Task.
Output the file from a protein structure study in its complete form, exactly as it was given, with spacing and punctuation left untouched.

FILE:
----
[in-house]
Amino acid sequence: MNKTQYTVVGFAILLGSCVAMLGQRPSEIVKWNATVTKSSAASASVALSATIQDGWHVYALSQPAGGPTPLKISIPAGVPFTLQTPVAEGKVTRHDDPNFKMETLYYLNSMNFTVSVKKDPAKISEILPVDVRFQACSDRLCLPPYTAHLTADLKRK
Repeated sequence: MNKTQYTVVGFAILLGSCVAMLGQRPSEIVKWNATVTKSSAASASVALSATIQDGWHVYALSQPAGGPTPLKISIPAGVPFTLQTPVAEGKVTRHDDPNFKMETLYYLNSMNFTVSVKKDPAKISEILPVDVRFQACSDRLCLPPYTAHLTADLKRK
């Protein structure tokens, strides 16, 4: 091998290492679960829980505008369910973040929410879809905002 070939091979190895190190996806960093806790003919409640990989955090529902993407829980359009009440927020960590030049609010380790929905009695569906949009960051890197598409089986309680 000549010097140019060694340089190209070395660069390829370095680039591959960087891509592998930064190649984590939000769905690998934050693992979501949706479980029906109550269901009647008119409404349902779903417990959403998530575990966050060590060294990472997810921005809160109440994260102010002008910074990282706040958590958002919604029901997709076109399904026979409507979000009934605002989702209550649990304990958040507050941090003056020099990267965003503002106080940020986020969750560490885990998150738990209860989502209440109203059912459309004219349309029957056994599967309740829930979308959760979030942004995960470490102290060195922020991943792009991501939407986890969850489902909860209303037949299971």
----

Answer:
[in-house]
Amino acid sequence: MNKTQYTVVGFAILLGSCVAMLGQRPSEIVKWNATVTKSSAASASVALSATIQDGWHVYALSQPAGGPTPLKISIPAGVPFTLQTPVAEGKVTRHDDPNFKMETLYYLNSMNFTVSVKKDPAKISEILPVDVRFQACSDRLCLPPYTAHLTADLKRK
Repeated sequence: MNKTQYTVVGFAILLGSCVAMLGQRPSEIVKWNATVTKSSAASASVALSATIQDGWHVYALSQPAGGPTPLKISIPAGVPFTLQTPVAEGKVTRHDDPNFKMETLYYLNSMNFTVSVKKDPAKISEILPVDVRFQACSDRLCLPPYTAHLTADLKRK
């Protein structure tokens, strides 16, 4: 091998290492679960829980505008369910973040929410879809905002 070939091979190895190190996806960093806790003919409640990989955090529902993407829980359009009440927020960590030049609010380790929905009695569906949009960051890197598409089986309680 000549010097140019060694340089190209070395660069390829370095680039591959960087891509592998930064190649984590939000769905690998934050693992979501949706479980029906109550269901009647008119409404349902779903417990959403998530575990966050060590060294990472997810921005809160109440994260102010002008910074990282706040958590958002919604029901997709076109399904026979409507979000009934605002989702209550649990304990958040507050941090003056020099990267965003503002106080940020986020969750560490885990998150738990209860989502209440109203059912459309004219349309029957056994599967309740829930979308959760979030942004995960470490102290060195922020991943792009991501939407986890969850489902909860209303037949299971």